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Covering a wide range of topics, from advanced masking to chart creation, Illustrator CS4 Beyond the Basics reveals a whole new level of power, creativity, and efficiency with Illustrator. Instructor Mordy Golding explores how to work with Live Paint groups, get the most out of the Live Trace feature, and take advantage of Illustrator’s wide range of effects. He also discusses advanced transformation techniques, powerful 3D functionality, and important color concepts. Exercise files accompany the course.
Live Trace is a feature inside of Illustrator that allows you to trace pixel-based content and convert it automatically into vector paths. Before we get started tracing images, it's important to set the right expectations upfront. Making the transition from a pixel-based image to vector-based artwork is not absolute. It's a translation and as such that translation is open to interpretation. Every image that you work on is going to be somewhat different and therefore the settings for that trace will also be different. Likewise, you'll find that Live Trace excels at certain types of task, but maybe not at others.
For the most part though, it's important to realize that Live Trace was created by Adobe as more of a creative type of tool. We'll go through many of the settings, but as you'll soon see, you can't always expect to get the perfect results from every type of image. For example, let's take this Lynda.com logo that's right over here. This is actually an image that I have taken right off the lynda.com website. You can even see here that it's a GIF file that's 72 pixels per inch. I can't tell you how many times I've received logos or artwork from clients that are simply taken right off from their websites. These clients of course expect that this artwork should print perfectly on their high quality print brochure. The reality is as a designer you may be faced with having to recreate such artwork. Let me zoom in here on the artwork over here and I'll apply the Live Trace and you'll see that I don't really get the best results. We can talk about how to make the trace better, but I'll also tell you that if you are trying to replicate something exactly or perfectly, Live Trace may not be the best way to go. But don't worry.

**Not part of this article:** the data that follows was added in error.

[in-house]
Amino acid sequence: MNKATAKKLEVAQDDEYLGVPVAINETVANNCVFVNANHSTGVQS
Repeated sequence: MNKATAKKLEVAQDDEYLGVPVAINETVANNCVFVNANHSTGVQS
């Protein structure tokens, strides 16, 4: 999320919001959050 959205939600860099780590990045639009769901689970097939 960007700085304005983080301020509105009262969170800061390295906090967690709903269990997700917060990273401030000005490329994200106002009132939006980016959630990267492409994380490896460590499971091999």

Throughout this chapter we'll learn all types of techniques to get just the kind of results that you want. Let me move over here to this next image. This is actually a 2D bar code used in mobile applications and again, by just clicking on the Live Trace button here, I see that I really don't get the results that I may be looking for. Because it's a simple and straightforward image though, I can use some of the settings inside of Live Trace to get better results. Finally, I move over here to this image as well and I'll click on it. Here I'll kind of open up more some of the interpretation of what this artwork actually is. It was sketched or drawn either on paper and then scanned into Photoshop, or maybe was drawn directly inside of Photoshop. But here by clicking Live Trace, I do seem to get the results that seem to be more along the lines that I'm looking for. Finally, let me zoom out over here and I'll actually click on the photograph.
This is really where I believe that Live Trace excels. Again, more as a creative tool. I can work with so many photographic in nature like this and with one click of button get more of a stylized results. Now that we have a better understanding of what to expect out of Live Trace, we can begin to explore all of its settings to get just the results that we want.
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